I have had lots of other young people reach out to me for advice on how to move into the kind of work that I do. I will continue to normalise not living in cities in your twenties – it’s not the only option.
I think that Covid has definitely changed peoples’ perceptions of how they want to live their life, and that might result in more people moving out of cities.
You grew up in the Scottish Highlands. Is that where your love of nature started?
Xanthe Gladstone: It had a huge impact on me and what I do now. Growing up with five siblings in the middle of the very rural Scottish Highlands definitely shaped the relationship that I have with nature and the way I value it.
When I was living in London and Edinburgh as a teenager, I remember the feeling of getting back to home and being able to breathe properly again. One of the things that inspired me to pursue food sustainability as a career was that I knew I needed nature to be part of my everyday life.
I also grew up with entrepreneurial parents, which I think guided me in understanding the importance of intertwining your life and your work.
You describe yourself as a chef, baker and gardener. What would you say is your first love?
Xanthe Gladstone: Hmm, that’s a very tricky question! I think cooking is my first love because it’s what got me to where I am today. First came my interest in cooking and food. That got me fascinated with how our food gets to us, trying to strengthen our relationships with produce, supply chains, and how we value our relationship with farmers and growers. I always come back to cooking and I am just so excited by it.
And you attended the world-renowned Ballymaloe Cookery School in Ireland – even learning how to milk cows!
Xanthe Gladstone: I did! I learnt so much at Ballymaloe and these are lessons that will carry me through for many years. My time there gave me the foundational cooking skills I needed to feel confident in the kitchen, and I learnt so much working in their gardens.
But I think the most impactful lessons came from just experiencing everyday life there. From swimming in the sea at sunrise every morning, milking cows (the reality of this is far from the wholesome image you may have!), baking bread, foraging and learning to make cheese. It not only cemented my ambition to base my work outside and within nature, but it also taught me the complexities of the food system and the importance of paying attention to every detail.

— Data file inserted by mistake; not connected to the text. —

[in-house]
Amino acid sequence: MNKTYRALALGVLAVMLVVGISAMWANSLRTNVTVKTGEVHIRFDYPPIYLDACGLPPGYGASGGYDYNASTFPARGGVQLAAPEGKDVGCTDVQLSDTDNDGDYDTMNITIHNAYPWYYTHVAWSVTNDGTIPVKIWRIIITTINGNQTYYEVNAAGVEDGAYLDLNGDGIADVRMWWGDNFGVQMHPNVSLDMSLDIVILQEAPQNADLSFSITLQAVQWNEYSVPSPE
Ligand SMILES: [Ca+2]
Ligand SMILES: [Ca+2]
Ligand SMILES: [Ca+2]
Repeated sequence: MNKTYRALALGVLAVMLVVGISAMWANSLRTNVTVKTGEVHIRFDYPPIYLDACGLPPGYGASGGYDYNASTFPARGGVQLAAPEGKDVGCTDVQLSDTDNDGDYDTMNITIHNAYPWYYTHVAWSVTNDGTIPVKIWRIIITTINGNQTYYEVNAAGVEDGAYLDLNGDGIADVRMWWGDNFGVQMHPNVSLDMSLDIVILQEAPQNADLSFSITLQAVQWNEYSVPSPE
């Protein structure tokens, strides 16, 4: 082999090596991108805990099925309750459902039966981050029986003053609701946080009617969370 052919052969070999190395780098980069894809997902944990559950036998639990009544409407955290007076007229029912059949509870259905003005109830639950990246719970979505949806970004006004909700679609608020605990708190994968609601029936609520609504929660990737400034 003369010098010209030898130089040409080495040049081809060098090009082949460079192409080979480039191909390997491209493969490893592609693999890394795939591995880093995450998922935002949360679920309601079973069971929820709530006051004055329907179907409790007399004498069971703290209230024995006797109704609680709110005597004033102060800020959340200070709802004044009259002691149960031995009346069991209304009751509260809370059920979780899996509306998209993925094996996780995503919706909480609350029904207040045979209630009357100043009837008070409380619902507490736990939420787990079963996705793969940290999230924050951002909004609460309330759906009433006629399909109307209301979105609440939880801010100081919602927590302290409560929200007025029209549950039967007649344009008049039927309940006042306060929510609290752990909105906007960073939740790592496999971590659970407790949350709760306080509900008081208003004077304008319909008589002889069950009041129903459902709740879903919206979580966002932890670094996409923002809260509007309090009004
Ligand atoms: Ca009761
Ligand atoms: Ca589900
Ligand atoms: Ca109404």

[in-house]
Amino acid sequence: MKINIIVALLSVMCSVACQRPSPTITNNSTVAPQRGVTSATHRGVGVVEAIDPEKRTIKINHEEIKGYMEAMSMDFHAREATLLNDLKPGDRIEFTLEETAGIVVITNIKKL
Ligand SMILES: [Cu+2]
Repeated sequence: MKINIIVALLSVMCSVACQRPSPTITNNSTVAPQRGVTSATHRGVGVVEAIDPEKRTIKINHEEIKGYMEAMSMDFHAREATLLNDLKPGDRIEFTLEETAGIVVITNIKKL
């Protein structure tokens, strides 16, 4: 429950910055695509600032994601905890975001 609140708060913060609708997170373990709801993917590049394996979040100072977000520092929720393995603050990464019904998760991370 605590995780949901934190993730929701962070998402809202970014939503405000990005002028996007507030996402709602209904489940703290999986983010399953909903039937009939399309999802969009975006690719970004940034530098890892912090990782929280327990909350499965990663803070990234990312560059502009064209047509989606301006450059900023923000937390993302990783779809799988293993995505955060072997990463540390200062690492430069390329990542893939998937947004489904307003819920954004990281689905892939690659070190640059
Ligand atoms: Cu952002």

You are a sustainable food advocate. What does food sustainability mean to you?
Xanthe Gladstone: I understand food sustainability to be how we value our food; where it has come from and how it got to us. Since the food system was industrialised, it has become more challenging for us, as consumers, to connect with the source of our food. When we prioritise food sustainability in our lives, we are looking at gaining back that connection.
I talk about eating seasonally and locally, not only because it’s a lot better for our health, but it allows us to be connected with our farmers and growers, and of course less food travelling across the world is going to be less impactful on the climate.
We’re excited to have you onboard regularly for FRANK. Can you tell us more about what topics you will share with us?
Xanthe Gladstone: There is so much I would like to talk about! I will be talking about my experiences of living in Wales as a girl in her twenties, my relationship with nature and the effects it has on my mental health. I hope to inspire FRANK readers to eat and live more seasonally and give some guidance on starting to grow your own food.
Images by Department Two